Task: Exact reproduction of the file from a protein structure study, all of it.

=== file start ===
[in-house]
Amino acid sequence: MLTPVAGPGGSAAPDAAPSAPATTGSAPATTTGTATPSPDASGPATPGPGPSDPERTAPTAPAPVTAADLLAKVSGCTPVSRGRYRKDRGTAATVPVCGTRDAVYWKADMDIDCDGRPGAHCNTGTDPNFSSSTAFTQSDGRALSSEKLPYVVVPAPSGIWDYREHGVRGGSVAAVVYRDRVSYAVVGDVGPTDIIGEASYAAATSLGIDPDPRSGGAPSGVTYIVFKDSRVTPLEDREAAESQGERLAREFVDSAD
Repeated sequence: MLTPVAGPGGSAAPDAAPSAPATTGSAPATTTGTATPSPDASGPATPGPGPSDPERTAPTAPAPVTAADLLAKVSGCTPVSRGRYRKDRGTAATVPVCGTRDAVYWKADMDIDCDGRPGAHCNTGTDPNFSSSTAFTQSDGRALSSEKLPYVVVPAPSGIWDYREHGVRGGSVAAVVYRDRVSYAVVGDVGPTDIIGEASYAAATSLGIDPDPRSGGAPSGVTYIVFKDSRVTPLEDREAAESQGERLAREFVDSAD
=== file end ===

[in-house]
Amino acid sequence: MLTPVAGPGGSAAPDAAPSAPATTGSAPATTTGTATPSPDASGPATPGPGPSDPERTAPTAPAPVTAADLLAKVSGCTPVSRGRYRKDRGTAATVPVCGTRDAVYWKADMDIDCDGRPGAHCNTGTDPNFSSSTAFTQSDGRALSSEKLPYVVVPAPSGIWDYREHGVRGGSVAAVVYRDRVSYAVVGDVGPTDIIGEASYAAATSLGIDPDPRSGGAPSGVTYIVFKDSRVTPLEDREAAESQGERLAREFVDSAD
Repeated sequence: MLTPVAGPGGSAAPDAAPSAPATTGSAPATTTGTATPSPDASGPATPGPGPSDPERTAPTAPAPVTAADLLAKVSGCTPVSRGRYRKDRGTAATVPVCGTRDAVYWKADMDIDCDGRPGAHCNTGTDPNFSSSTAFTQSDGRALSSEKLPYVVVPAPSGIWDYREHGVRGGSVAAVVYRDRVSYAVVGDVGPTDIIGEASYAAATSLGIDPDPRSGGAPSGVTYIVFKDSRVTPLEDREAAESQGERLAREFVDSAD